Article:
Bob Tilton were from the U.K. and they sounded like emo clashed with noise or something, because they had this big guitar wall in front of everything else. They were named after the infamous American televangelist and these guys gave no interviews, which was great since their label had no promos either. They put out a handful of singles and 2 LPs: the first one is excellent and the second is really good.

 

Heroin

This band was called Heroin, so you know they mean business. These guys were chaotic and intense and legend has it that their shows mirrored that. They only played for about 4 years and were pretty much ignored, but as usual, a lot of people came to praise them after the fact. They are usually described as “screamo,” which makes sense since these guys scream and have stop-start parts that pretty much can make all the objects in a room fly around as if they were in a tornado.

 

Nation of Ulysses

Wow, if emos are whiny and depressed, then Nation of Ulysses sure as hell aren’t emo. If Malcom X was a bunch of 80s white kids from DC, then this would be it. They’re cool and provocative and maybe a little mod, which was certainly a foreign concept at the time and definitely sounded like nothing else on the Dischord rooster or any other label for that matter. It’s nervous and it makes me edgy to this day, like what the fuck can I do to make all the shit in the world right?

 

Abhinanda

I guess I’m gonna take some shit for putting Abhinanda in this list, but have you heard Senseless? If that guy is not aching then The Smiths aren’t the only pop band punks are allowed to play. Coming from Sweden and very good friends with Refused, Abhinanda had a metal edge in their hardcore but without ever losing the sense of melody and were probably somewhat ahead of their time and, well, they were straight-edge, which can help explain all that suffering and screaming?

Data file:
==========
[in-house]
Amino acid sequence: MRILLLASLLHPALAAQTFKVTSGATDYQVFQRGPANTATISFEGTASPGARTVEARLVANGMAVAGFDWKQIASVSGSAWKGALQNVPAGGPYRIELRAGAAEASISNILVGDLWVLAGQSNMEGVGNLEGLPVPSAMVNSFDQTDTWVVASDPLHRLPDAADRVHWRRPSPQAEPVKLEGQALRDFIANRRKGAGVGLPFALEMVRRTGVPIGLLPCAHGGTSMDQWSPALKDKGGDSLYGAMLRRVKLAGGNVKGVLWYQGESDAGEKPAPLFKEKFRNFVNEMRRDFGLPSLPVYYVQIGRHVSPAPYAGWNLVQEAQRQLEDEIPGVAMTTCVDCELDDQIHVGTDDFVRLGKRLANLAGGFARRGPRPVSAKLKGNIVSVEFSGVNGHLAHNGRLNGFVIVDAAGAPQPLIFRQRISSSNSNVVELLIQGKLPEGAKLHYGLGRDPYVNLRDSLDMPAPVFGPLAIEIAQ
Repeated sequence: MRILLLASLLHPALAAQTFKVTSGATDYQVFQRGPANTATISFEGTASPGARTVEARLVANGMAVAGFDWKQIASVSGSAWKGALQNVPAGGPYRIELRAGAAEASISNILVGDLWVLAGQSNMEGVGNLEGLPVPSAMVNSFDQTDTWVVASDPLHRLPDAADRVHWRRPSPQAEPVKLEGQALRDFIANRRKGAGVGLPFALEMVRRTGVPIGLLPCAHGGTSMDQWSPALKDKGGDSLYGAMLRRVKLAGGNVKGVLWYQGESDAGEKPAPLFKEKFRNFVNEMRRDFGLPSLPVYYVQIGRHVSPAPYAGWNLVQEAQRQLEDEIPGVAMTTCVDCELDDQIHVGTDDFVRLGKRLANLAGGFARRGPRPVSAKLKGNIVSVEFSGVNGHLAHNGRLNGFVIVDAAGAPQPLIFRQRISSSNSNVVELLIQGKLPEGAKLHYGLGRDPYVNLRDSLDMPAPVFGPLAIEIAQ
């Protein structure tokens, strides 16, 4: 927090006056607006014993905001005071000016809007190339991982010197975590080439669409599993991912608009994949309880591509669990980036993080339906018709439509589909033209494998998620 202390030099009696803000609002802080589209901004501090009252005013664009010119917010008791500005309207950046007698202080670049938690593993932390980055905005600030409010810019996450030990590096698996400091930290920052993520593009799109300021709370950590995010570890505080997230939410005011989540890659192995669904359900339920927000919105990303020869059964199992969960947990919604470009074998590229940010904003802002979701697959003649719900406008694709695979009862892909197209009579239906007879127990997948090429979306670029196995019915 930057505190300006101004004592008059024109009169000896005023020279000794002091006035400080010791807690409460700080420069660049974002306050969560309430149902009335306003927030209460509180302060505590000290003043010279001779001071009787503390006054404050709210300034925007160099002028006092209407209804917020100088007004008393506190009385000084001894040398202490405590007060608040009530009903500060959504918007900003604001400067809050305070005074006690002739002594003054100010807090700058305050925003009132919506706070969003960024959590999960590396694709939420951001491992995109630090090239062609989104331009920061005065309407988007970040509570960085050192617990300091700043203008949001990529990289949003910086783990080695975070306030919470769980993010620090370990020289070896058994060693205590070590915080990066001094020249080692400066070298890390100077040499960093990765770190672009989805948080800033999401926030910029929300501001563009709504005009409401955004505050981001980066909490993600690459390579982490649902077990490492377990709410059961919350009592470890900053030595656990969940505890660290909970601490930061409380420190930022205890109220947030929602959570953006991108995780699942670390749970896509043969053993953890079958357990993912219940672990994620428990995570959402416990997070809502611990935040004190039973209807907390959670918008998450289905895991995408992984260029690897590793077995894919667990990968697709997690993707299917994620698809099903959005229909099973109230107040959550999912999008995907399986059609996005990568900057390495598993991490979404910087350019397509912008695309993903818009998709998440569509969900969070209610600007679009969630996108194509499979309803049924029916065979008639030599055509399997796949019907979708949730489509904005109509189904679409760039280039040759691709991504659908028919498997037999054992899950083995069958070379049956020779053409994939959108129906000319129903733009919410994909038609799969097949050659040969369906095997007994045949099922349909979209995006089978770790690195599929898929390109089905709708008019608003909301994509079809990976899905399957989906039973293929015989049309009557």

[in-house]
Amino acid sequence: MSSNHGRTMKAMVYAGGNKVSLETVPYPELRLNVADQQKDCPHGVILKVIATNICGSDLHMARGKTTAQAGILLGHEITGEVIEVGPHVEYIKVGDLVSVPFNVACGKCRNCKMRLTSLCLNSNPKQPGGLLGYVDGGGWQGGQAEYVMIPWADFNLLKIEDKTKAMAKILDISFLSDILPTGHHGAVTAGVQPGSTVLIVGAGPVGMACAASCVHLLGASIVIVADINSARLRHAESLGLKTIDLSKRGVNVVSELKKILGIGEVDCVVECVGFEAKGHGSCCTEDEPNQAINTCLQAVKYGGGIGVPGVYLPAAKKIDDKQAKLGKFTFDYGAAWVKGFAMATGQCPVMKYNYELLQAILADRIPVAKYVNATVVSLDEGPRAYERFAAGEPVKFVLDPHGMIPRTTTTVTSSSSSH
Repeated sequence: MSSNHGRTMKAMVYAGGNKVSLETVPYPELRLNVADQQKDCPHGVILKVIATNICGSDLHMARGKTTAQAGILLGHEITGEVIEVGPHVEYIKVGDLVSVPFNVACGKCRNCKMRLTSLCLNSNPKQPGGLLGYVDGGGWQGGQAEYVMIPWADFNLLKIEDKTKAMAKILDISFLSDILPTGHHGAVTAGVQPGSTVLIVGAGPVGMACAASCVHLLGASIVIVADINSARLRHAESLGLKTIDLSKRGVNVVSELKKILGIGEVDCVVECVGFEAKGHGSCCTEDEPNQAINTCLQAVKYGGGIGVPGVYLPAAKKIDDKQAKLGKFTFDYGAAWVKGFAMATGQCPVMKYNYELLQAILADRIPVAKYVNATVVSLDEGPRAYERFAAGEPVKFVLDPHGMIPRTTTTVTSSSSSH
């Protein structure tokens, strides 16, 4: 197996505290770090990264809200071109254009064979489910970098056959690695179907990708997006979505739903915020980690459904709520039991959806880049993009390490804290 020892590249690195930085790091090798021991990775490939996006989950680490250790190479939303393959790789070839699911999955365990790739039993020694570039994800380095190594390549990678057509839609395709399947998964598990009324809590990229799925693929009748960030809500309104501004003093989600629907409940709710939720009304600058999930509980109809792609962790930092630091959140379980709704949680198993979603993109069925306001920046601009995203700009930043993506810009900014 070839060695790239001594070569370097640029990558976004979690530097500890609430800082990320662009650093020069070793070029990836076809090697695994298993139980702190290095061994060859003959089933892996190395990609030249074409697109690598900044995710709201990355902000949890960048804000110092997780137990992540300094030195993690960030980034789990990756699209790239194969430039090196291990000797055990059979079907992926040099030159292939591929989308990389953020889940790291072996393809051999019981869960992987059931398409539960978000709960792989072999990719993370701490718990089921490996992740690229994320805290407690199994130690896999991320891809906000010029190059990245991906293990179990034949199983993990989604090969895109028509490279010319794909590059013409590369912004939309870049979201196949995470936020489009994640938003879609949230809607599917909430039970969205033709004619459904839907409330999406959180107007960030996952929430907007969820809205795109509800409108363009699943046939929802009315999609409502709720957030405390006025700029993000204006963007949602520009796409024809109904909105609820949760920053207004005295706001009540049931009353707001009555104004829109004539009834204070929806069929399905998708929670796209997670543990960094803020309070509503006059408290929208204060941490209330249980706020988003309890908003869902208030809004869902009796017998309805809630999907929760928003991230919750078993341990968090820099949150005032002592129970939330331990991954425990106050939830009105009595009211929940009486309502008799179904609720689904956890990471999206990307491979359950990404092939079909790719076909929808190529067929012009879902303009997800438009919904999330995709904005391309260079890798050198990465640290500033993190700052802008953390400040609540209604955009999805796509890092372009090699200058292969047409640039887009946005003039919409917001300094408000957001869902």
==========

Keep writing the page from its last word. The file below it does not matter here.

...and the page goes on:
Anomie

Anomie were French and somehow I’ve always associated their emo-ness with punk instead of hardcore, mostly because of their song titles, and maybe also the artwork. They have a cd with all the discography, which I listened to for the last week. Here’s what I can tell you: if you ever felt emo was a one trick pony, you haven’t heard these guys yet.

 

Ivich

If Ivich started playing in the 2010s, I guess they would probably be lumped with the post-hardcore bands as well, particularly because they had a trumpet. They also sung in French, and if the screamed parts sound like screamo, the instrumental sometimes resembles more post-punk than anything else, but then again it’s way too weird even for that. It works and they sure as well don’t sound bitchy or fragile.

 

 

Zootic

Zootic were from Portugal, and emo was not really a thing there but there they were, even if they wouldn’t call themselves emo, but I guess no decent band would do that to themselves. They approached political stuff in a more personal fashion, which worked out great and most of the time sang in Portuguese which made things even better and I can tell you that they sound emotional without ever losing their edge.

 

 

 

Written By

Ever since I can remember I've been into the punk and metal universe. And writing. So why the well wouldn't I put the two of them together?